Hibbs, Woosley, and Mayes were among
those given transfers to other camps.
Thirty-four advanced candidates en-
tered Senior Field. Before graduation Ray
Baker left camp and Gene Williamson was
transferred to an Eastern fortg LeRoy
Pinkham and Bill Kirkton were called to
active duty, making a total of five from
the 44th platoon who were in khaki and
navy blue-Bill Kilpatrick, Lloyd Patter-
son and Leslie Hibbs having entered the
Navy sometime before. In the spring, the
annual supper-dance given by the junior
officers, and "A Mind of Her Own," under
the direction of Senior Officer Tendick,
were highlights of camp life.
The company received their bars on
May 25th. The departing officers of the
platoon were Gene Steffen, John Malcom,
Jerry Pfister, Mary Rita Barclay and Lyle
McWilliams, Major Bowers very ably
guided his class to victory.
We are sure each and every one of the
44th platoon will find his place in the world
and make a success of it just as he did his
training in the army of E.T.H.S.
St'C'l'QlilTy - T1'C2iSlll'9l'
MARY RITA BARCLAY '
"Three years she grew in
sun and shower."
Transfer. Class V. Pres. 3,
Music Contests 3-4, Librar-
ian 3. Reporter Staff 3, Com-
eteer Staff 4. "A Mind of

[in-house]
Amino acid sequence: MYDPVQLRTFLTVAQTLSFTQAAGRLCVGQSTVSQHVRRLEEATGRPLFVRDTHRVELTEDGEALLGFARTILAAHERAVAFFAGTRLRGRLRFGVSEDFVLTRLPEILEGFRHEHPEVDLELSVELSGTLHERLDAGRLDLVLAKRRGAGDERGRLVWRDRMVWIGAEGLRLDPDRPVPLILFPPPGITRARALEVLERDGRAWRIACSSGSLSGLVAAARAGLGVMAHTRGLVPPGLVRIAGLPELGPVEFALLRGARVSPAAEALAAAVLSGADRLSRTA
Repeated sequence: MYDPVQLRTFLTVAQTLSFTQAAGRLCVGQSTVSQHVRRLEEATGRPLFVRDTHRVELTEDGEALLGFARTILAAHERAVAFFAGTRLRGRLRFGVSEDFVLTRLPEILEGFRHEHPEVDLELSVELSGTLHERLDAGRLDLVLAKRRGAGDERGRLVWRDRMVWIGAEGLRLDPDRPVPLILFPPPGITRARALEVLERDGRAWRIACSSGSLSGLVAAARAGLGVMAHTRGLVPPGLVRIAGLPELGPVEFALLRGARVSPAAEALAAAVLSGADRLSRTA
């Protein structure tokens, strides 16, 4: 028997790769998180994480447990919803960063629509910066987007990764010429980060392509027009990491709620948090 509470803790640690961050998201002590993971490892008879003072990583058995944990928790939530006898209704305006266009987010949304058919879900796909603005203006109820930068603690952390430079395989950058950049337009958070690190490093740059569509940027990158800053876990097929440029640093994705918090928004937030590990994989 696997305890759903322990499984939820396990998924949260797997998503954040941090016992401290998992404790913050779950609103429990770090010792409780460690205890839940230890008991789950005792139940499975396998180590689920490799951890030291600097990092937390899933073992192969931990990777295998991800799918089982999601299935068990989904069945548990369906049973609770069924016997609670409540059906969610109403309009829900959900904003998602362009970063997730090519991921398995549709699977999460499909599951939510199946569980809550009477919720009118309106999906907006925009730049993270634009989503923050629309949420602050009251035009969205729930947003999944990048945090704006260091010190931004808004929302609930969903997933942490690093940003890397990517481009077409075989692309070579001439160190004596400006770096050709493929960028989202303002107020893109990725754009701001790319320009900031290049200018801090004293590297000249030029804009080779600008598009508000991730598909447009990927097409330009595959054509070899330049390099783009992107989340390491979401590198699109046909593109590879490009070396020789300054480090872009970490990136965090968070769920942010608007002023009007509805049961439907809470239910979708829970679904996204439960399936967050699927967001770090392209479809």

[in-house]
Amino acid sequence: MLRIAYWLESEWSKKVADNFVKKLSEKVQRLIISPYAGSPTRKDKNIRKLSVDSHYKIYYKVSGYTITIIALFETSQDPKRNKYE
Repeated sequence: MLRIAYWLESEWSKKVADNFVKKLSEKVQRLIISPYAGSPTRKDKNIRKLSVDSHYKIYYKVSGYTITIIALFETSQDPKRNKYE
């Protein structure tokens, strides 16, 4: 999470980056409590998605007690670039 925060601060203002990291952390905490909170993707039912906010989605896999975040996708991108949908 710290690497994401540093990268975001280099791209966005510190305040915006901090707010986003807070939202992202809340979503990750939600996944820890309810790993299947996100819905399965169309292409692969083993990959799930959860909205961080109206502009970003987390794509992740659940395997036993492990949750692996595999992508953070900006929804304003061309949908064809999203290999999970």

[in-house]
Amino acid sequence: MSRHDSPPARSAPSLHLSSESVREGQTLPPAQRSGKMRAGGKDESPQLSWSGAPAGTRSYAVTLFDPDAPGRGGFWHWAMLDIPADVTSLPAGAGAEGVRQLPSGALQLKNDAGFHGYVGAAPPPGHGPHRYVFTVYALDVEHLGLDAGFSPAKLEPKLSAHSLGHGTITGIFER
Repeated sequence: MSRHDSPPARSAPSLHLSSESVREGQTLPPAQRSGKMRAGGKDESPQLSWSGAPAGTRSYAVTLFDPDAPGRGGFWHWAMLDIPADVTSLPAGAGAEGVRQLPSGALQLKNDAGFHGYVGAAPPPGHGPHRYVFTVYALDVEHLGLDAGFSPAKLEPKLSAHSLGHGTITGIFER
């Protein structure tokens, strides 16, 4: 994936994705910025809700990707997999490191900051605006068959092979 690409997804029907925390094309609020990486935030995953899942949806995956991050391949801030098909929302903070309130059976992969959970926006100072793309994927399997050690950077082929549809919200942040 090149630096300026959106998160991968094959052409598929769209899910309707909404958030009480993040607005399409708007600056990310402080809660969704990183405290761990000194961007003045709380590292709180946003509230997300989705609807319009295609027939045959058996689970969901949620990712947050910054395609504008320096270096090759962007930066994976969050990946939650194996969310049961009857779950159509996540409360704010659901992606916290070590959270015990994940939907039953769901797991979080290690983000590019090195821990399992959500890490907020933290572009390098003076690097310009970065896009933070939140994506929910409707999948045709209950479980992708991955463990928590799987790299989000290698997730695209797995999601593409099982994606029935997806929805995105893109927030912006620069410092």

Her Own" 4, "America for
Me", Christmas Sing 3-4,
Mixed Chorus 3-4, Girls'
Chorus 3-4, French Club 2.
"So many worlds, so much
Band 1-2-3-4 ll-lres. 45, Dance
Rand 2-3, Bond Concert fl.
Spring' Convert 1-2-4, G.A.A.
l-2-3-4 iSec'y and Treas. 35,
Basketball Contest l-2, Dis-
trivt Flute Contest 1, Re-
porter Staff 4, Cometeer
Staff 4, "A Mind of Her
Own" 4, "America for Me"
2, "Gypsy 'l'roubadore" 1,
"Campus Quarantine" 3.
Girls' Quartet 2-3-4. Girls'
Sextet 3, Mixed Octet 3.
Girls' Chorus 1-2-3-4, Mixed
Chorus 1-2-3-4, Boys' Chorus
4 lacc-ompanistl, Christmas
Sing 3-4, Pep Club 2-3-4, Vic-
tory Council 3, Music Con-
"Silence is golden."
Baseball 4, Track 4.
"Her eyes are homes of
Iribrarian 3. Cometeer Staff
4, Home Economics Club 1-Z,
DALE R. FEVER
"Better to be happy than
to be wise."
Basketball 2, Cheer Leader'
3, F.F.A. Minstrel 2, Boys'
Chorus 3-4, F.F.A. 1-2-3-4.
Pep Club 2-3.
MARY RITA BARCLAY
"Knowledge comes but
'l'ransl'er. Student Council 3-
4. Student Council V. Pres.
I. Vivtory Council V. Pres.
4, Band 2-IS-4. Bond Concert
3, Spring Conf-wrt 2-3-4, Mu-
sic Preliminaries 2-3-4, Re-
porter Staff 3-4, Comets-er
Staff 4, "Campus Quaran-
tine" 3, "A Mind of Her
Uwn" 4. "Amerie-a for Me"
2, Christmas Sing 3, Mixed
Chorus 2-3-4. Girls' Chorus
2-3-4, Mixtd Chorus Avuum-
panist 4. Girls' Quartet 2-33-
4. Dance Hand 2-3, G.A.A. -I,
Mixed Of-tet 3, County Mu-
sic Contest 4.
NORMA L. CAMPBELL
"We're born to be happy,
all of us."
Transfer. l.ihrar'ian 3, Com-
ets-er Staff 4, "A Mind of
Her Own" 4, Girls' Chorus
3-4. Christmas Sing 3-4,
Bond Convert 3, Biology Club
4 C' XA 'B 4
, 1.1. ..-.
PAUL C. COX
"Ripenil5g in perfect in-